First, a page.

I will go unto the Altar of God
Sacred Music part II


The most noticeable change arising from the implementation of the new translation of the Roman Missal—especially from the standpoint of the faithful in the pews—will be the new music we will learn, hear, and pray.  In this article, we will look at the use of Hymnody, and its proper role within Catholic Sacred music.


The new translation of the Roman Missal, speaking about the beginning of Holy Mass, states:  “When the people are gathered, the Priest approaches the altar with the ministers while the Entrance Chant is sung.” 


What is an Entrance Chant?


The entrance antiphon or Introit is the Sacred text and its music which accompanies the procession from the Sacristy to the Altar.  Since this is the first proclaimed prayer of the Mass, each Mass takes its name from the Introit: e.g. “Requiem Mass, Laetare Sunday, etc.”  In the U.S. there are four approved options (GIRM 48): 

the prescribed antiphon or psalm found in the Missal or Gradual,
a simpler seasonal version,
a psalm or antiphon from another collection,
and finally a suitable hymn. 


As we have seen, the last option of the hymn has become the norm.  Holy Mother Church has been clear that we should no longer neglect these Sacred texts in the Roman Missal.  The celebrant, as servant of the Liturgy cannot replace the prayers of the Mass at whim, neither should the musicians.  Latin or English, these prayers are meant to be proclaimed, whether by the congregation, choir alone, or simply by a cantor. 


Sacred Text


“In the Beginning was the Word, and the Word was with God, and the Word was God.”  In this opening passage of St. John’s Gospel, among many things, we are reminded of the importance of the Sacred text.  This Sacred text has been passed down to us from the very Divinity of the Incarnate Word.  The Church has safeguarded these holy texts, and marked them out as Divinely inspired, and asks us to sing or say them at each and every Holy Mass.  If we substitute this Truth with secular text and music from outside the temple, we “water-down” our Faith. 


Giving the best to our Lord


Hymns are often associated with the beautiful wealth of Protestant hymnody.  Much of what we find in our modern hymnals is in fact non-Catholic in origin.  We should remember that our credo as Catholics is truly different in Theology and practice, thus we need to be mindful of the texts we are proclaiming.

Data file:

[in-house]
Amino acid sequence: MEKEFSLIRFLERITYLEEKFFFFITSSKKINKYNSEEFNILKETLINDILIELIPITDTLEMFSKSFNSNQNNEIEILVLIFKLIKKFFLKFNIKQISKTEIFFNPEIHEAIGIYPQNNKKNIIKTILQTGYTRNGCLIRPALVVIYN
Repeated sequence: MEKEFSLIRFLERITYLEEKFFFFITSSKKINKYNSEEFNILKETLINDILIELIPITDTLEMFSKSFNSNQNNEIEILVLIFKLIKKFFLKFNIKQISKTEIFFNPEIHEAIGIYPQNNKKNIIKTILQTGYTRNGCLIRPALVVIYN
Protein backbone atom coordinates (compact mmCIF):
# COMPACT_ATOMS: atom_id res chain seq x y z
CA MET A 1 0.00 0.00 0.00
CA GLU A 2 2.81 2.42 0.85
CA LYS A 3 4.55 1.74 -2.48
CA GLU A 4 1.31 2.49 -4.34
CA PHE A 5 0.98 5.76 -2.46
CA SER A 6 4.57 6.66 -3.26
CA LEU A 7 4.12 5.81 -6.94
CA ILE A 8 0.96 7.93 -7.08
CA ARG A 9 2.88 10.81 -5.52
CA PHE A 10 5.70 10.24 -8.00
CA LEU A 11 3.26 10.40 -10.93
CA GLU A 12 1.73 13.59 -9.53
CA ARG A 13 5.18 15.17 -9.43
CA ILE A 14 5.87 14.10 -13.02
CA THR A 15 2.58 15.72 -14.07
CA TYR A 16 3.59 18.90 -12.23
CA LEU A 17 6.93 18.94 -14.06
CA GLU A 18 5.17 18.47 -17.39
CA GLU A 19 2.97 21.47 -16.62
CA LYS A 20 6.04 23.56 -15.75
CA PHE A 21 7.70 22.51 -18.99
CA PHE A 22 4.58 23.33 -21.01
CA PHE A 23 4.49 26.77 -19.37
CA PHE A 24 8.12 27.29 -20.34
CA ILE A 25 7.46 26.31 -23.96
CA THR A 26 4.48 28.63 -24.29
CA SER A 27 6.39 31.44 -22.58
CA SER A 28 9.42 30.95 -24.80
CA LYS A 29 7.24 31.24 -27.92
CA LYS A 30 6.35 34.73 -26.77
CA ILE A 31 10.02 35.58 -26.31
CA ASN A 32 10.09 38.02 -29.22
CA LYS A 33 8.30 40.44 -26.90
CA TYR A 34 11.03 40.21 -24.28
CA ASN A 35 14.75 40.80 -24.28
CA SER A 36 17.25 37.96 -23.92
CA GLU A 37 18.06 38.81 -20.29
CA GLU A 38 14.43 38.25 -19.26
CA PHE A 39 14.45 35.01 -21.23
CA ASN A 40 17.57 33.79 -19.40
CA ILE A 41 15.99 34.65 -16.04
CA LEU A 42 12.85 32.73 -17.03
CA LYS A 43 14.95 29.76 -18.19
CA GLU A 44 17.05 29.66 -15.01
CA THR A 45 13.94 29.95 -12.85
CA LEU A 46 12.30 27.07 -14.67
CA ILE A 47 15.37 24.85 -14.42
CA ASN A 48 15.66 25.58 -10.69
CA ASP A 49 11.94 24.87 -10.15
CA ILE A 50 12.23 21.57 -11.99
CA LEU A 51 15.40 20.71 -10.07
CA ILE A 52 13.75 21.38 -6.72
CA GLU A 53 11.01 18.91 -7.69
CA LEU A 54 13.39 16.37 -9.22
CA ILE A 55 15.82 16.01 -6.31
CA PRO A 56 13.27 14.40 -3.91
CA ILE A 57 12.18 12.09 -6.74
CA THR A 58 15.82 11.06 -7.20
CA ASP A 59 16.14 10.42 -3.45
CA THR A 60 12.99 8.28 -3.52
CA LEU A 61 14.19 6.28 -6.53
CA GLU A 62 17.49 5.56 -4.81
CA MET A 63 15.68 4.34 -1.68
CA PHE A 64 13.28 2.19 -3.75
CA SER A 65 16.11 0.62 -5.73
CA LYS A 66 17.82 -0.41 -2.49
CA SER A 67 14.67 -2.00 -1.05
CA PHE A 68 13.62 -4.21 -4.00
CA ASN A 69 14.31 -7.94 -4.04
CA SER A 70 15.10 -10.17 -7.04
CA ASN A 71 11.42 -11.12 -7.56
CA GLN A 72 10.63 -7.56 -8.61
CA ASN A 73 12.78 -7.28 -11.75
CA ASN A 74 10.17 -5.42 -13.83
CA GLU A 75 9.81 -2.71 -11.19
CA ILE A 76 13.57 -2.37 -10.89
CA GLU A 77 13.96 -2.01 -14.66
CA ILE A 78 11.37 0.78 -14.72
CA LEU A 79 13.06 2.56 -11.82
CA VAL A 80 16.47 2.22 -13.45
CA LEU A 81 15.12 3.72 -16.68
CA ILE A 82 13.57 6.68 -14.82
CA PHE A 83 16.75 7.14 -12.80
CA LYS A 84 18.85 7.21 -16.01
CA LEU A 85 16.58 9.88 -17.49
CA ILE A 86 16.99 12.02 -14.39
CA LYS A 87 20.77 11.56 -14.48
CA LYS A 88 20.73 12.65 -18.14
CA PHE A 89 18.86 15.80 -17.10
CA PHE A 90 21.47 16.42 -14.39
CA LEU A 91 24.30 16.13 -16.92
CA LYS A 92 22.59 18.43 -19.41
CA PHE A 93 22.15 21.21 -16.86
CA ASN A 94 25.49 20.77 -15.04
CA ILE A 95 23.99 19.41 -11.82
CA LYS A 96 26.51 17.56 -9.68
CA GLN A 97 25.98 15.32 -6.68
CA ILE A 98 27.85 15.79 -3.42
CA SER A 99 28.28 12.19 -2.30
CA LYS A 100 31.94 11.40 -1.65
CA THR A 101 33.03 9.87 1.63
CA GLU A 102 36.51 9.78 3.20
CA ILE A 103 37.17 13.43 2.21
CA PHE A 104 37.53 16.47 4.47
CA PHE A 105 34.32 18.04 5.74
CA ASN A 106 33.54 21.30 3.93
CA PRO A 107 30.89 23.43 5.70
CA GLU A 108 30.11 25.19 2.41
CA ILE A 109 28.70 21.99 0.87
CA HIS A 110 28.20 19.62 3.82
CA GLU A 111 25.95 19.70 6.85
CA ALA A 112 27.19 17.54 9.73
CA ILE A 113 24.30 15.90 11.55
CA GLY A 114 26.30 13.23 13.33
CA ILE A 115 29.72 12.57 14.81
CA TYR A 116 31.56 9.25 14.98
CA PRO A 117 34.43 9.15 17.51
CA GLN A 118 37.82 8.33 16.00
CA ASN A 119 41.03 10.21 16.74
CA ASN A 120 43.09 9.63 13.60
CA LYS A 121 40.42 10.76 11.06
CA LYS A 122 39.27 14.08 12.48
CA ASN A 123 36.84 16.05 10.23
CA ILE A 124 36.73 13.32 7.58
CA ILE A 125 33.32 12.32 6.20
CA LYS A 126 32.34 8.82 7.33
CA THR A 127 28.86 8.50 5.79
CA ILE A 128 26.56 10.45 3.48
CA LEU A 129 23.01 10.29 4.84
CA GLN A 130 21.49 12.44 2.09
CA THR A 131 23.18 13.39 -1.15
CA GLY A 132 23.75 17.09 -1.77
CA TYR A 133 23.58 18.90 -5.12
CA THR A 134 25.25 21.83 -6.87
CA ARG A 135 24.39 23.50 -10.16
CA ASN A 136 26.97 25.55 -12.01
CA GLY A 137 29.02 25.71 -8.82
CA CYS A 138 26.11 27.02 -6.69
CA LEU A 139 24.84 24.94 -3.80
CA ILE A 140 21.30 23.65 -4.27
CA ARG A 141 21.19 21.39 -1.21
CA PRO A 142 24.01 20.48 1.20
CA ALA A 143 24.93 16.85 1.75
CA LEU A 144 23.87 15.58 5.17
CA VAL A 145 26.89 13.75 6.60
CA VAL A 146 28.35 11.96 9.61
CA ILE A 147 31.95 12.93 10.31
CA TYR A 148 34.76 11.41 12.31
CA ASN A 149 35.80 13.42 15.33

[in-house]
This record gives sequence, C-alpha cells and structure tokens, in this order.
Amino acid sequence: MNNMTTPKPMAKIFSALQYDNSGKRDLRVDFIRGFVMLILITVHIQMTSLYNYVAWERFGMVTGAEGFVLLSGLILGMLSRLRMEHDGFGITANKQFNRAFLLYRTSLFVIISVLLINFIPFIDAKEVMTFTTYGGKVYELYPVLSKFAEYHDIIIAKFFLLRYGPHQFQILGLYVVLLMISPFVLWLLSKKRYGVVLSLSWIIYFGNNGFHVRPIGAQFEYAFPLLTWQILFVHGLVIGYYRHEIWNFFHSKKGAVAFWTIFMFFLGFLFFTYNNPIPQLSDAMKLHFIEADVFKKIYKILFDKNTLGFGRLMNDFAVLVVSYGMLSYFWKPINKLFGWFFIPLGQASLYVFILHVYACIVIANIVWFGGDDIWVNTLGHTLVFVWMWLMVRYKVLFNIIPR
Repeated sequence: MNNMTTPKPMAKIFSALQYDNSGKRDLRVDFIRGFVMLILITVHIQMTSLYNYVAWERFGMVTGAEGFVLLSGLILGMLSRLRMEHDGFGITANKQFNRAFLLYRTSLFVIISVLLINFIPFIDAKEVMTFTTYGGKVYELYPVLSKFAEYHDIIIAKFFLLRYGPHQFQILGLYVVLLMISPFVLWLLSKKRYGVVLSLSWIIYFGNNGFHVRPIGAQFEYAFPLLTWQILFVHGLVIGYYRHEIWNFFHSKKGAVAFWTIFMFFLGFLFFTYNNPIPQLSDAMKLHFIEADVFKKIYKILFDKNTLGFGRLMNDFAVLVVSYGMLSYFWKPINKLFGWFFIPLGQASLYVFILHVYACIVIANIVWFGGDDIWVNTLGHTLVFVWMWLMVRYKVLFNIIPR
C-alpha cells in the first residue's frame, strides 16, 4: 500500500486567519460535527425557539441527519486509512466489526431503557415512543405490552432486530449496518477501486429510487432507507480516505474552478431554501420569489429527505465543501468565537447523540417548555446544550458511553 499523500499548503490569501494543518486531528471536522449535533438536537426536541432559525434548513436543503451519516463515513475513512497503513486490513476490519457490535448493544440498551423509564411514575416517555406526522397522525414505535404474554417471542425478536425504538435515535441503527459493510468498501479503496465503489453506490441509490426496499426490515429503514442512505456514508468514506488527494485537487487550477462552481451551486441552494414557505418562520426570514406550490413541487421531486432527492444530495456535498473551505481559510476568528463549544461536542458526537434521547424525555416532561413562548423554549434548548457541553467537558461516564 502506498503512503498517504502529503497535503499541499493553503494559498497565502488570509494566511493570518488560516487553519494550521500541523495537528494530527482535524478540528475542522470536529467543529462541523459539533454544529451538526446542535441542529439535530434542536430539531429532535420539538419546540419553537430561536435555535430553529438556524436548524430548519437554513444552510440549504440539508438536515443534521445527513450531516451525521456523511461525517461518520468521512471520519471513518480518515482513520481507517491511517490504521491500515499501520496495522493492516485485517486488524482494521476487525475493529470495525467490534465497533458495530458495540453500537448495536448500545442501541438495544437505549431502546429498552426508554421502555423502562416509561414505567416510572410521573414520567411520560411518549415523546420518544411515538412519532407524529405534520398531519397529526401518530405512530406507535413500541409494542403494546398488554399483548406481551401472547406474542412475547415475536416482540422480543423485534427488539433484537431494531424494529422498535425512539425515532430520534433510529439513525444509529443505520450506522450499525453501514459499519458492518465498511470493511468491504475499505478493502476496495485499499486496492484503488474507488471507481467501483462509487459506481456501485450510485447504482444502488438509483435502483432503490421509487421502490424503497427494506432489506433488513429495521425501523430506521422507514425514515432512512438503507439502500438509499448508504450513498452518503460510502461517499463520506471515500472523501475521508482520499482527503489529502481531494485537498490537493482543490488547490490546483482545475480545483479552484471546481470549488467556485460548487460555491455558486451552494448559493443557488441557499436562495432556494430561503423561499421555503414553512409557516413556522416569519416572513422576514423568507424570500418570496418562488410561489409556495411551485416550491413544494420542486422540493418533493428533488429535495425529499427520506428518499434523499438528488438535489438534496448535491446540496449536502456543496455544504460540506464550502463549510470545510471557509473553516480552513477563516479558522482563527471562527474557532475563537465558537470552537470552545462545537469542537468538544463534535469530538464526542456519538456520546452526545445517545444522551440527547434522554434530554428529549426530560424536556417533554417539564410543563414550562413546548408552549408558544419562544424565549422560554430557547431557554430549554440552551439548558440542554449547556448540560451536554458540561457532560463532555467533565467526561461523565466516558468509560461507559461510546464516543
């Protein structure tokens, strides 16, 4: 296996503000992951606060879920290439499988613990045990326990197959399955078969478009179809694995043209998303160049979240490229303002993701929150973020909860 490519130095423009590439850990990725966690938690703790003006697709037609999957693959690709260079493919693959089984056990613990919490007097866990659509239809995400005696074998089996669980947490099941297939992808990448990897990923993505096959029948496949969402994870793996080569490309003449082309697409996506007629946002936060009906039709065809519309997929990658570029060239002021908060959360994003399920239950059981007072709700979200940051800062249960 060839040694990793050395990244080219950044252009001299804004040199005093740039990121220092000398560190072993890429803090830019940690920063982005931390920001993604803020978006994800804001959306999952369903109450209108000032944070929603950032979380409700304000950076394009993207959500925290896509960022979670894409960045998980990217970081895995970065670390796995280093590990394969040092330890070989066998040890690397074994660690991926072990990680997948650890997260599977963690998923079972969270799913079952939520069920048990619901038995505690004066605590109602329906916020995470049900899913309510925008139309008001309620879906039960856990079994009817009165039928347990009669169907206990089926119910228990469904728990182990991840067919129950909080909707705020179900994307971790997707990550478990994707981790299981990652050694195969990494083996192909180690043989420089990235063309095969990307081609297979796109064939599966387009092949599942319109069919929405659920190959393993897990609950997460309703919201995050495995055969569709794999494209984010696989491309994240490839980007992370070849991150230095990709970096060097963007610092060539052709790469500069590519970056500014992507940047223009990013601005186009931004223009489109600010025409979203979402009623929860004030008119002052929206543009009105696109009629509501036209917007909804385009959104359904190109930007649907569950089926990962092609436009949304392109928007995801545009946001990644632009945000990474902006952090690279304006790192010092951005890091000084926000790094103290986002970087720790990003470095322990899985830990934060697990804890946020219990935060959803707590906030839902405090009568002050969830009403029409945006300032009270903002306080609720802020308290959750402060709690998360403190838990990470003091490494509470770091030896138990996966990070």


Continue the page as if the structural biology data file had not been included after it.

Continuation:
Are we giving the best to our Lord?  As Catholics we are blessed with thousands of years of musical tradition.  As Sacrosanctum Concilium from Vatican II states:  “the treasury of sacred music is to be preserved and cultivated with great care” (¶114).


Hymns find their origin in ancient prayers such as the Gloria, the Te Deum, and earlier Jewish and Eastern roots.  Just as we are directed to use the proper text of the Gloria, we are also directed to use the sacred texts for the Entrance, Psalm, Alleluia, Offertory, and Communion.  In choosing four hymns each Sunday, we are missing out on the beautiful heritage of prayer and song which has been passed down through the ages!


The Entrance Antiphon is more than a Gathering Hymn—especially since the people have already gathered.  Like that of the Introit, similar rubrics apply to the Offertory and Communion chants.  Catholics have not ever had a tradition of congregational hymnody.  Hymns are certainly beautiful and have their liturgical role when used in their proper place, not as a permanent replacement for Mass prayers.  Let us embrace our heritage by not just singing at Mass, which sometimes distracts us from the liturgical action; but through the profound Missal texts for each celebration, let us sing the Mass!


Moving forward (and not turning back the clock!)


As we look to the implementation of the new translation, it is helpful to recall a few musical considerations.  First, the music for Mass is already “chosen” by the Missal itself, primarily in the form of Biblical antiphons and psalmody.  Well-intentioned musicians spend countless hours and parish resources “choosing” music with “liturgy planners”.  This is unnecessary.  Think if this time was spent learning one or two antiphons per month.  All the music can be found in the Roman Gradual, the choir’s equivalent of the Missal.  If these chants are too difficult at first, there are countless resources of simpler melodies and English translations, the vast majority of which are free.  (find a brief list below).


In conclusion, is the music principally giving praise, adoration, and thanksgiving to God?  Or are we instead singing about ourselves, such as the famed “Gather Us In”, which mentions ourselves 32 times and God zero?  Is the text and its style sanctifying and teaching the people of God, or more interested in catchy beats, instrumentation, and feelings?  Does the text have Theologically-problematic phrases, often referring to the Most Holy Eucharist as “here in bread and wine”, or the Altar of our Lord as a dinner table? 


The Holy Sacrifice of the Mass, our glimpse of Heaven on Earth, deserves all that we can give, following the directives of the Pope and the Church documents